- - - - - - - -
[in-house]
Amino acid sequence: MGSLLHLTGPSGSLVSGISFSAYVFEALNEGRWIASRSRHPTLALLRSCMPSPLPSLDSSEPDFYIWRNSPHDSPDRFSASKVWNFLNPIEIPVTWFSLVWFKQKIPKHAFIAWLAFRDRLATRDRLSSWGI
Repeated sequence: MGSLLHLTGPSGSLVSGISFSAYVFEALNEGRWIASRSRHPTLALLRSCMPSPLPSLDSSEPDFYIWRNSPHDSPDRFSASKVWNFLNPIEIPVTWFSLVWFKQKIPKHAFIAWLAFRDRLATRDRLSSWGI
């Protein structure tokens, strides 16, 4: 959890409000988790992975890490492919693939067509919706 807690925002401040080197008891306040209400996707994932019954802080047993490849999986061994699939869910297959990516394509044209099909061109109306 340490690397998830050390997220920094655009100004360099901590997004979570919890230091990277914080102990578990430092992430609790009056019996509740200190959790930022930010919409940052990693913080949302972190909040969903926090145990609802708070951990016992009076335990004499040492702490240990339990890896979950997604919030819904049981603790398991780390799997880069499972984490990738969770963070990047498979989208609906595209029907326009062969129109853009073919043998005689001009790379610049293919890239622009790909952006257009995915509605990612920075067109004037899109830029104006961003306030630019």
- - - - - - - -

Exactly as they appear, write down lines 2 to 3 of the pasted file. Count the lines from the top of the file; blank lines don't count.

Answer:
Amino acid sequence: MGSLLHLTGPSGSLVSGISFSAYVFEALNEGRWIASRSRHPTLALLRSCMPSPLPSLDSSEPDFYIWRNSPHDSPDRFSASKVWNFLNPIEIPVTWFSLVWFKQKIPKHAFIAWLAFRDRLATRDRLSSWGI
Repeated sequence: MGSLLHLTGPSGSLVSGISFSAYVFEALNEGRWIASRSRHPTLALLRSCMPSPLPSLDSSEPDFYIWRNSPHDSPDRFSASKVWNFLNPIEIPVTWFSLVWFKQKIPKHAFIAWLAFRDRLATRDRLSSWGI